Chairman to make ‘unusual’ move with Medicaid bill

Thursday, April 26, 2007 | 12:00 a.m. CDT; updated 9:10 a.m. CDT, Saturday, July 19, 2008

JEFFERSON CITY — With only about three weeks left in the 2007 legislative session, the chairman of the House committee reviewing the bill to restructure Medicaid is holding a second hearing on the bill and may completely restructure it.

Wednesday’s first hearing ended with Rep. Robert Schaaf, R-St. Joseph, saying that the committee will submit a substitute bill and take testimony again Tuesday and Wednesday of next week before revising the new bill and submitting it to the House floor.

He called the move a “very unusual way of doing business.”

Schaaf would not say what changes he intends to make, but said that the new bill will be posted online in a “couple of days.”

“I’m going to try to get it out as soon as I can, and if I have to I’ll have it available on Monday, or even on Sunday,” he said. “I’m going to do the very best I can.”

The five people who testified in support of the bill said that while they are in overall support of it, there are pieces that they aren’t happy with.

Beth Griffin, executive director of the Citizens for Missouri Children, testified in favor of two provisions of the bill, saying that the organization is unable to support the entire bill, saying they “have concerns about a lot of it.”

She testified in favor of the part of the bill that extends Medicaid coverage to children in foster care until the age of 21, as well as the provision that establishes health care homes. The health care home would be responsible for creating a health improvement plan for the patient to follow.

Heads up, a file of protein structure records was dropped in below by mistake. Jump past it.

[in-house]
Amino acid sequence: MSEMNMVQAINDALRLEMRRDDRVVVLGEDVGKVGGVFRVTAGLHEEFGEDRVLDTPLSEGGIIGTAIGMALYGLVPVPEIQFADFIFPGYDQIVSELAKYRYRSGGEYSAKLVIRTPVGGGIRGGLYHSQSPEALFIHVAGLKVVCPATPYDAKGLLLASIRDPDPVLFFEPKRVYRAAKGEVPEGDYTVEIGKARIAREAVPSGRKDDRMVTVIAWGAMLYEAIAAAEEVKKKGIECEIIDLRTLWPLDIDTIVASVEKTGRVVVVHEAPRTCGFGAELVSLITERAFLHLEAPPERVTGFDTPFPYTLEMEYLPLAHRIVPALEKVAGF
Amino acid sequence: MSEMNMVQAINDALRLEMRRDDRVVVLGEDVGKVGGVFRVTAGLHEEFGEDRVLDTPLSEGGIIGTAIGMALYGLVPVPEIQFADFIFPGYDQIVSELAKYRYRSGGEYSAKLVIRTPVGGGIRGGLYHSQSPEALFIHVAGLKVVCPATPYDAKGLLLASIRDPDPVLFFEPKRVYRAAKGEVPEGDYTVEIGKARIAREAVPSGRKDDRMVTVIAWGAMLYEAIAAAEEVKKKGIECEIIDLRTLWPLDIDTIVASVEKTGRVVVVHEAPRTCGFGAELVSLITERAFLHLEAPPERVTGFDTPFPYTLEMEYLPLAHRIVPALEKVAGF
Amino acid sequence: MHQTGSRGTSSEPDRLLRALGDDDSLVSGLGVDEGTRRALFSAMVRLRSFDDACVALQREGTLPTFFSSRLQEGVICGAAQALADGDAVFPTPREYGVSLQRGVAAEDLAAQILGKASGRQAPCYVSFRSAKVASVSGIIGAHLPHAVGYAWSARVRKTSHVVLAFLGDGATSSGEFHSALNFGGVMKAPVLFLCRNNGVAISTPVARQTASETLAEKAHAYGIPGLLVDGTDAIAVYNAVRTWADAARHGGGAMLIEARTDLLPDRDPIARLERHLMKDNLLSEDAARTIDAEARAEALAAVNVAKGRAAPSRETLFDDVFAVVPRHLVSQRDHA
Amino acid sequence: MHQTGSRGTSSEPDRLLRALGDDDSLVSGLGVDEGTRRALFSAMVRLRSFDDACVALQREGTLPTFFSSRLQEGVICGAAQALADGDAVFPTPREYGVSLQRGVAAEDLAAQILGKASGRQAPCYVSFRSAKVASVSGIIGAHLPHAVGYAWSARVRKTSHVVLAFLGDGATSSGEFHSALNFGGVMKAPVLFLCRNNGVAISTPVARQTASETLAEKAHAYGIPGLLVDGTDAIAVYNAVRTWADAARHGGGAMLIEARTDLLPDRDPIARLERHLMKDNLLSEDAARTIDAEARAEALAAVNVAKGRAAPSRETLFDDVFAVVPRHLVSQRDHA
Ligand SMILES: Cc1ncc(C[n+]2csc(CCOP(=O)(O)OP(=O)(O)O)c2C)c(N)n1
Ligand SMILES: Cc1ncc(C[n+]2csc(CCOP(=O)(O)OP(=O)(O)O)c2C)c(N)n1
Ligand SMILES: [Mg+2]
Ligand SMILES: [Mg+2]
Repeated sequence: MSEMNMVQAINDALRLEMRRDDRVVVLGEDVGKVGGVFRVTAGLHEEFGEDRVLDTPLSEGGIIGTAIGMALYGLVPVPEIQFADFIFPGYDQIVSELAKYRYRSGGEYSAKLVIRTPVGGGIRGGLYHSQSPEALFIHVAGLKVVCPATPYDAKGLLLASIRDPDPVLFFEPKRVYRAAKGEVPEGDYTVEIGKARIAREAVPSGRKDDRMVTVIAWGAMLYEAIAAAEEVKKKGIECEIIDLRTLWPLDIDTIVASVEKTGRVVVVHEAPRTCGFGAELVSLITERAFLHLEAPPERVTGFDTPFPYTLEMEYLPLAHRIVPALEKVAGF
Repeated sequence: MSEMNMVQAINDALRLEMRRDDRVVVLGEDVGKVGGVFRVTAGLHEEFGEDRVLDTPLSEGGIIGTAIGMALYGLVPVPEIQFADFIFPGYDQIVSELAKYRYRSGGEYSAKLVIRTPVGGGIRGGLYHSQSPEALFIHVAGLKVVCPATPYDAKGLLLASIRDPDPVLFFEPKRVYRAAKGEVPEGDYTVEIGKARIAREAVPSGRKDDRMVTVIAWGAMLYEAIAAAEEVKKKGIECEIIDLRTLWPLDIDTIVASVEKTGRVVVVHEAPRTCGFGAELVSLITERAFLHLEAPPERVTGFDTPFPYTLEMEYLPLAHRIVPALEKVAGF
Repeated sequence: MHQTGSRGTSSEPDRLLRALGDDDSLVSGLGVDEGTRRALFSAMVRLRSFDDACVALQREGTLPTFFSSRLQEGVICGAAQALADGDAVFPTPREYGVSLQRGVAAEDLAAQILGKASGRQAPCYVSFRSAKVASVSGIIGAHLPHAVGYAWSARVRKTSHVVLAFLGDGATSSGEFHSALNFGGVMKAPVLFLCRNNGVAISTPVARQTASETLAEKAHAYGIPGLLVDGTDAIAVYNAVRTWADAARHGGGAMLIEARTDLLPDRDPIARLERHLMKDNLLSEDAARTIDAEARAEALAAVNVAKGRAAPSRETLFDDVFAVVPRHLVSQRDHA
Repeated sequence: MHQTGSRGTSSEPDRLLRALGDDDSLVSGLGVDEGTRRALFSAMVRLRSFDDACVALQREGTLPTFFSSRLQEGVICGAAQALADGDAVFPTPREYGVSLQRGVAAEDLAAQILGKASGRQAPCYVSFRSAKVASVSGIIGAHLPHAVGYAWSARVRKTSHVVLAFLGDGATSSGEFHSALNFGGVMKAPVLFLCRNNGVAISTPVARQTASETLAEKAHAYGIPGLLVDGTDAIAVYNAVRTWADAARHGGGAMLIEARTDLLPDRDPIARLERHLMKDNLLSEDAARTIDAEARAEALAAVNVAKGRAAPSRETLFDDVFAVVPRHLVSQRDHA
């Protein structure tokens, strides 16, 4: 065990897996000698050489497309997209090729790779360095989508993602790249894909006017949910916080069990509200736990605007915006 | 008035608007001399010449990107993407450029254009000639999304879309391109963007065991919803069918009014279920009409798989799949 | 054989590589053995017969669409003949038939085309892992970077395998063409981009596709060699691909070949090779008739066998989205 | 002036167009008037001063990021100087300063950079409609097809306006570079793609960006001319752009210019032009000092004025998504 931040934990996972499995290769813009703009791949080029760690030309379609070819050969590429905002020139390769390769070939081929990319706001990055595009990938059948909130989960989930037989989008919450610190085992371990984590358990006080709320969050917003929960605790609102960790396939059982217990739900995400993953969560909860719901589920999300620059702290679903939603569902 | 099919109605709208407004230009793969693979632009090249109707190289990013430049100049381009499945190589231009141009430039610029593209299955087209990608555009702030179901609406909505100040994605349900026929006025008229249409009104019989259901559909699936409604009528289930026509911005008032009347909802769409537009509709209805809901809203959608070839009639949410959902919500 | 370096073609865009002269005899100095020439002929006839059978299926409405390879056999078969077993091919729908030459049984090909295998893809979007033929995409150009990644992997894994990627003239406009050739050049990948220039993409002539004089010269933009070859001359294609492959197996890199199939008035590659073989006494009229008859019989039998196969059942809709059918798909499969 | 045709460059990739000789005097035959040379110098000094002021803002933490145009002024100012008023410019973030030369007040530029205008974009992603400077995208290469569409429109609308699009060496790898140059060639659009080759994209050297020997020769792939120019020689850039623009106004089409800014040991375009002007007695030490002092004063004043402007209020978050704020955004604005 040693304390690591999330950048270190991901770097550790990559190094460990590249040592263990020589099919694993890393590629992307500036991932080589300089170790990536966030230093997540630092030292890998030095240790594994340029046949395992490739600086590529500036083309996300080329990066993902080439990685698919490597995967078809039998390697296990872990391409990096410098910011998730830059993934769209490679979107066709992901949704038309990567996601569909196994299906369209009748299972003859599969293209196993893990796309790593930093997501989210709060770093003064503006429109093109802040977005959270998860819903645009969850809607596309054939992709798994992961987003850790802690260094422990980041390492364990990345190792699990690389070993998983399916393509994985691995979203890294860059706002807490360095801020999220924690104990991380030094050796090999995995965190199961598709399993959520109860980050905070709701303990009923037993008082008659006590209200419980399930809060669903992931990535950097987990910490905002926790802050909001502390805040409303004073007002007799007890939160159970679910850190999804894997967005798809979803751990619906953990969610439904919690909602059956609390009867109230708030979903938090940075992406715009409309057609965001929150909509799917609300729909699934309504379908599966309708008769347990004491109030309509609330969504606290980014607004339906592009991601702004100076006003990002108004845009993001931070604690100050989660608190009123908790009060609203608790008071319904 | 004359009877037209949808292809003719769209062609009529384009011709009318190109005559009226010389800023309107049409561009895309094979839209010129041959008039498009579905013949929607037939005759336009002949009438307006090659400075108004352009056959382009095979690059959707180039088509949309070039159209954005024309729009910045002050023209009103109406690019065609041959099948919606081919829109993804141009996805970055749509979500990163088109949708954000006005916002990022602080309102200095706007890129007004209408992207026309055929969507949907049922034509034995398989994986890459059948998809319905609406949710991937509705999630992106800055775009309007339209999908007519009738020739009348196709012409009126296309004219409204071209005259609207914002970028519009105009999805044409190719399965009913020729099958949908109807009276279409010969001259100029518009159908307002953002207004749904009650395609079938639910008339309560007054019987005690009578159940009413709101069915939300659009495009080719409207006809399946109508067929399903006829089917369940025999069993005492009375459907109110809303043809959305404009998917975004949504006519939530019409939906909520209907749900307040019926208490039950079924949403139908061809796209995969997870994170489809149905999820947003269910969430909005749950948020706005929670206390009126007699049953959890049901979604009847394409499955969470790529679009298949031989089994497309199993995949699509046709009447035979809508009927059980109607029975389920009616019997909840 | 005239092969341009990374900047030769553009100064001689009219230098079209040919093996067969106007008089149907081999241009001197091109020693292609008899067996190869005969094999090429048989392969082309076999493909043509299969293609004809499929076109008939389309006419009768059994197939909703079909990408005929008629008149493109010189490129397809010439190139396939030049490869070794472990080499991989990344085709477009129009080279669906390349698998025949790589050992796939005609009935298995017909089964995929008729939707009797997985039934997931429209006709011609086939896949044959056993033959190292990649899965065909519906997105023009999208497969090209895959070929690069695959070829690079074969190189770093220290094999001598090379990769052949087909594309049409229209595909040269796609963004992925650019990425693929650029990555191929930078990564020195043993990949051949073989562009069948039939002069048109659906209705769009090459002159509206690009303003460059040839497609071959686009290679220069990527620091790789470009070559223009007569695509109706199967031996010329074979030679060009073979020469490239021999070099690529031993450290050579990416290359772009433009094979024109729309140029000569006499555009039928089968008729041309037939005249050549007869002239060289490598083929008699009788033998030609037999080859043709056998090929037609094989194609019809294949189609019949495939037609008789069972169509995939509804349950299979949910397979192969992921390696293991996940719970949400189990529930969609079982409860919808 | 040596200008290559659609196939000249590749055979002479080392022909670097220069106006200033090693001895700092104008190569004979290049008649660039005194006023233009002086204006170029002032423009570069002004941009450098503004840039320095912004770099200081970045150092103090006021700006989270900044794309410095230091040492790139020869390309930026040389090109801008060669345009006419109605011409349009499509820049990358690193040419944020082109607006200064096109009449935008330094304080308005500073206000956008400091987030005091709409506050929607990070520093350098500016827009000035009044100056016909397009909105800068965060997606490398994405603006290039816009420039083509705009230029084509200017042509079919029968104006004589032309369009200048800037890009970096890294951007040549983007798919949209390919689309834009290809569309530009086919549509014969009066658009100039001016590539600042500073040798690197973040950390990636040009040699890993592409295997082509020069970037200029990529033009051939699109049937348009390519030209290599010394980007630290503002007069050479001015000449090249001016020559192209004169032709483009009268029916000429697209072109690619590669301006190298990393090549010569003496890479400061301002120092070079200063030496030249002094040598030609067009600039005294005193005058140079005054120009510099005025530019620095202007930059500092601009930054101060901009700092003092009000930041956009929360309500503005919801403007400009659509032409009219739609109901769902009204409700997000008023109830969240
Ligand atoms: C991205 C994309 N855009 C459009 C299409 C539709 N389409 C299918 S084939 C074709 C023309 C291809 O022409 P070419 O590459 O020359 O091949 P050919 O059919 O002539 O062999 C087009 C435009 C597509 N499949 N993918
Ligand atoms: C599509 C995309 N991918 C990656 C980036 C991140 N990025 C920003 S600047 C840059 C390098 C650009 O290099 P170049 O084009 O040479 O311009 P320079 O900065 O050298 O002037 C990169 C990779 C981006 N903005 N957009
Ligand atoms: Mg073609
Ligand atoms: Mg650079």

While Griffin testified that she is in favor of the provision, she said that she is also apprehensive about it.

“But in this provision we know that the devil is in the details,” she said. “We are concerned that this provision not lead to put in another obstacle in the way of coverage being allowed to a child. We feel that a health care home should be truly a professional pediatric home and that the persons who are providing services for the children need to be very involved in being that health care home.”

Some who testified in opposition pointed to apprehensions, such as Griffin’s, as examples of weaknesses in the legislation created by vague language.

The Rev. James T. Morris of the Lane Tabernacle Church in St. Louis testified in opposition to the bill, citing the 2005 cuts.

“These people who were cut in 2005 from the Medicaid roles are sick and dying, and they need somebody to do something to help them,” he said. “(Senate Bill) 577 doesn’t go nearly far enough, and I don’t believe that you who sit here cannot work harder, look a little deeper, and find a way to fund health care for the citizens of Missouri. It is a shame.”

Morris called on the committee to have compassion for people who are less fortunate than themselves.

After the hearing, Schaaf addressed those who testified for restoring the 2005 cuts.

“We cannot restore all of the cuts that were made,” he said. “I don’t believe that it is economically possible for us to do that, although we will address all of the concerns that we have heard, and we will consider some expansions.”

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